Digital Lizards of Doom / Spotify / iTunes / Google Play / Beatport / Facebook / YouTube / Instagram

Gabriel Valentin and Gallie, Digital Lizards of Doom
Big Talk/Small Business

 
 
00:00 / 51:52
 
1X

Instagram

Recent Posts

ESPionage – The Faith Machine Role-Playing Game

I’ve been busy working on a world book for the Fate Core role-playing game system. It’s turned into an interesting exercise in world-building. In the process, I accidentally created a series bible.

ESPionage is based on The Faith Machine, my psychic espionage thriller. This body of work consists of a novel, two novel outlines, half a dozen short stories in various stages of completion, and a comic book pitch, not to mention a notebook full of incomplete ideas. I had a lot to draw on. Spilling it out on the page was easy. Organizing and filling that information’s given me a new perspective in the material.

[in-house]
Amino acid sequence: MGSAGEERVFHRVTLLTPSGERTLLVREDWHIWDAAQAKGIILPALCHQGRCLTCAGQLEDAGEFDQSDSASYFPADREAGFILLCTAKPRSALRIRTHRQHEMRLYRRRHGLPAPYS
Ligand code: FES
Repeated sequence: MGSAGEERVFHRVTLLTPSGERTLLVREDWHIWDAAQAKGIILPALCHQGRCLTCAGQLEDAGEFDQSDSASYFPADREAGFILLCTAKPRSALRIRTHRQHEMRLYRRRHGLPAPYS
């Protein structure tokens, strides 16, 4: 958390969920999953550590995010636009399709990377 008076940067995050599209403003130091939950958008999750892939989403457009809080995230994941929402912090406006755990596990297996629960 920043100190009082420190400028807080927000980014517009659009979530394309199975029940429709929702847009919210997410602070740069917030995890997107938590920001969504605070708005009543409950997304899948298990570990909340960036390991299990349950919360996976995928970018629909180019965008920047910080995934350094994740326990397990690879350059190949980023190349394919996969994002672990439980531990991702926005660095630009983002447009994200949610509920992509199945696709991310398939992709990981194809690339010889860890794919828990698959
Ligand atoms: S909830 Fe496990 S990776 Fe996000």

For example; early on I based the spy lingo for psychic phenomena on poker and card expressions. But I hadn’t got further than ‘Card’ means psychic. The glossary of a game book can’t stop at one word. That’s not even a sidebar. So then…a team of Cards, that’s a Hand, clearly. And an agency that operates multiple teams, that’s a Table. Many nations will have more than one Table, like a casino or House. Then the entire psychic espionage community at large, that’s the Strip.

Organization’s the bomb, yo.

And not just details. This goes for themes too. I received a piece of advice at the Writers’ Coffeehouse; At the beginning of a novel make a list of six things the story is, and six things it’s not. This isn’t for the audience. It’s for the author. But it made a good introduction for the game book:

  • ESPionage is stale beer with martini moments, more Jason Borne than James Bond. It takes its queues from John le Carré with an occasional nod to Ian Flemming. A secret world that’s less about good guys verses bad, and more about getting the job done whatever the cost.